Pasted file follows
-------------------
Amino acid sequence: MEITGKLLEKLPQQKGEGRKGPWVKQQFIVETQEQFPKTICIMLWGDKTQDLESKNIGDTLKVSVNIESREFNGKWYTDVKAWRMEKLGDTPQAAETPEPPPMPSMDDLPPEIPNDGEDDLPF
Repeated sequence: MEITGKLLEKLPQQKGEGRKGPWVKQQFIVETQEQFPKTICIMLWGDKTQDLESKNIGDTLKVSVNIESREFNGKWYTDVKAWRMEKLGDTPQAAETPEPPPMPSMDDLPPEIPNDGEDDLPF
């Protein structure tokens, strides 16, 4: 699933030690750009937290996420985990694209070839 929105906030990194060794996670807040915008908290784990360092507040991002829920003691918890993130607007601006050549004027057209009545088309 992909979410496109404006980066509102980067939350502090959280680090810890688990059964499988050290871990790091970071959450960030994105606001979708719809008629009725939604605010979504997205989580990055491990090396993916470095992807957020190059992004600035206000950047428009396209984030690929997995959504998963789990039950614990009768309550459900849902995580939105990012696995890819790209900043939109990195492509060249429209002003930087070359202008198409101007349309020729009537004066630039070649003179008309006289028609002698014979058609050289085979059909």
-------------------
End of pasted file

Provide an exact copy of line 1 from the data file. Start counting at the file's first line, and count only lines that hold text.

Amino acid sequence: MEITGKLLEKLPQQKGEGRKGPWVKQQFIVETQEQFPKTICIMLWGDKTQDLESKNIGDTLKVSVNIESREFNGKWYTDVKAWRMEKLGDTPQAAETPEPPPMPSMDDLPPEIPNDGEDDLPF